HL: Bel Powley plays Carrie, which seems like perfect casting. Were you familiar with her work before this? Did you have any say in casting at all? Does Bel match up with your own mental image of Carrie?

CL: I had been reading great reviews of her successful indie film, Diary of a Teenage Girl, around the summer of 2015 when they cast her, so that was pretty amazing. She can pretty much play any type of character—a witty, awkward genius like Carrie or an extroverted teen like Minnie in Diary or a member of the royal family like in A Royal Night Out. I think she did match up for what I envisioned for Carrie. In real life, she’s not shy and is actually a very down-to-earth person, but she knew exactly how to play Carrie. I met her on the set a few times and then go to talk to her at the world premiere at the Toronto Film Festival last year, and she’s kind, a dedicated actress, and very smart.

Bel Powley and Nathan Lane (Courtesy of Carrie Pilby Productions)
Bel Powley and Nathan Lane (Courtesy of Carrie Pilby Productions)

I met several of the other stars of the movie: Nathan Lane, Gabriel Byrne, Vanessa Bayer, Jason Ritter, Zachary Infante, and Desmin Borges. They were all very welcoming when I met them. Nathan Lane had read the book and showed me that he had it with him when I met him on the set. I haven’t yet met Colin O’Donoghue, who does a great job playing the professor, and Michael Penn, who wrote the music. I’m a longtime fan of Michael Penn’s music and was floored to find out that he was involved. Colin has some pretty dedicated, smart fans and hopefully I will meet him too.

HL: You’ve been knee-deep in Hoboken as the EIC of the Hudson Reporter for the last 18 years. How much Hoboken is in Carrie Pilby, if only in spirit?

CL: There’s definitely some Hoboken in Carrie Pilby, and maybe the Hoboken/New York ethos in general. She’s a single girl who grew up—like many of us—in the somewhat structured, safe environment of elementary school, and now she’s in the real world without any boundaries and schedules and has to figure out exactly how to navigate that. She didn’t realized how good she had it. Like in Hoboken, she suddenly meets all different types of people from all walks of life, and they challenge her longtime beliefs. And as noted, my first steps into Hoboken life sort of inspired the beginning of the book, when I could walk a few blocks and rent a movie at a cool indie video store and just sink into the solitude of my railroad apartment.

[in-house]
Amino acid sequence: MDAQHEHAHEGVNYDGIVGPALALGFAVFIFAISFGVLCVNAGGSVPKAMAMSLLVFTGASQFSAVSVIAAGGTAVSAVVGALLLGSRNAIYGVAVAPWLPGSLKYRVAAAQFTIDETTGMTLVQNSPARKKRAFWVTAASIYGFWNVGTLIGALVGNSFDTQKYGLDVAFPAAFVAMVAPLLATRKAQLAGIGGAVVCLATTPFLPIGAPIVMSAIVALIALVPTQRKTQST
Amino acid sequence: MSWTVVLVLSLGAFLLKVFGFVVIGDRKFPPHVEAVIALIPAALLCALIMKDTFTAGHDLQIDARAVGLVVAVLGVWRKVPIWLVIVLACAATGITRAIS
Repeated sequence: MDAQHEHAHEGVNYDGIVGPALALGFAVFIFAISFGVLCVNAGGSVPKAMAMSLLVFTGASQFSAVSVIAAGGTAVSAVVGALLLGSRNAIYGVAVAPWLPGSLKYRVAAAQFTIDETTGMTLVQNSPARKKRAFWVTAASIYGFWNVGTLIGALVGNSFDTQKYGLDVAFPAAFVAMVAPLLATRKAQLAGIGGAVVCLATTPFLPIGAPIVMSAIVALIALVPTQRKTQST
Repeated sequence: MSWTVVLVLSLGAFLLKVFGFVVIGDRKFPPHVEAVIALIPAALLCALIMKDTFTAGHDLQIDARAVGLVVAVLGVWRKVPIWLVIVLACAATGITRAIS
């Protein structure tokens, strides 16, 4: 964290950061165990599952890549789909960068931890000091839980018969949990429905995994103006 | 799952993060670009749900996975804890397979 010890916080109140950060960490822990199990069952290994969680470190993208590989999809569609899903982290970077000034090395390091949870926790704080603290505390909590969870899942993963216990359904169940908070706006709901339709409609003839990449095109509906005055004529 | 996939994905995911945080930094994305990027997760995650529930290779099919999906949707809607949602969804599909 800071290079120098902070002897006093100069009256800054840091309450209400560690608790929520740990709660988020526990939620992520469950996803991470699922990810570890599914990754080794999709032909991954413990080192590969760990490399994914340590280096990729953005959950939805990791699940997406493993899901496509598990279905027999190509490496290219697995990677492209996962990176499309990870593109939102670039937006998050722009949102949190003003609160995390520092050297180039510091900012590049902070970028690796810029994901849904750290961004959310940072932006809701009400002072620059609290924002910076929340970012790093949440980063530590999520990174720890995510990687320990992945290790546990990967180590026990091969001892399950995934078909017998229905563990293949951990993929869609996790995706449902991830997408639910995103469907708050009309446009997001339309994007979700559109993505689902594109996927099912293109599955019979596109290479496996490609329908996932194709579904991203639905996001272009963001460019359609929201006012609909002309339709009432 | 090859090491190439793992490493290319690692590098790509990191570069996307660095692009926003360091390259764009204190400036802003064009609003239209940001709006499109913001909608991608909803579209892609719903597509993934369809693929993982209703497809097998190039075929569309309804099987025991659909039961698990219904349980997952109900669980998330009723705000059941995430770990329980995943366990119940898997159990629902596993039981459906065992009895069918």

HL: What’s next? Has the movie given your literary career a boost? Any Pilby sequels?

CL: The movie has certainly gotten more people to read the book (available on Amazon, by the way!) and I enjoy hearing readers’ and film viewers’ views and reactions, no matter where they fall. I’ve heard from readers from all generations, including older men who start out their emails with “I know I’m not your normal demographic, but I’ve always been a bit nerdy and I loved Carrie.”

I’m happy that more people are hearing about my writing, but each writer is only as good as his/her next project, so I’m working on two projects I really love right now and hoping someone will publish them. One is another teen novel, also quirky, called In For the Winter. I hope when I finish it in a couple of months we can submit it to publishers. Another project is a memoir of my awkward high school years in Central New Jersey, with my family life disintegrating, and getting to meet a few very interesting people. It’s called Wise Fool. If you check out my Twitter account, @carenlissner, I will provide updates, and I may just release it on Kindle in March for your inexpensive reading pleasure. I’ve got so many stories in my head that there’s always more coming. Anyone who enjoys writing or want to discuss the creative process should email me at [email protected], as I love discussing what people are doing creatively.

Carrie Pilby (Courtesy Carrie Pilby Productions)
Carrie Pilby (Courtesy Carrie Pilby Productions)

If you’re interested in Caren’s work, her second novel, Starting from Square Two is also quite excellent, and the holiday-themed Themes from a Holiday anthology contains a Carrie Pilby sequel, “Carrie Pilby’s New Year’s Resolution.” Caren is also a frequent contributor to McSweeney’s Internet Tendency and The Rumpus.

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Jeffrey Somers

Staff Writer • Jeff Somers (jeffreysomers.com) is the author of 9 novels including We Are Not Good People (wearenotgoodpeople.com) and the publisher of The Inner Swine (innerswine.com). Jeff may be reach at [email protected] . Follow him on Twitter at @jeffreysomers .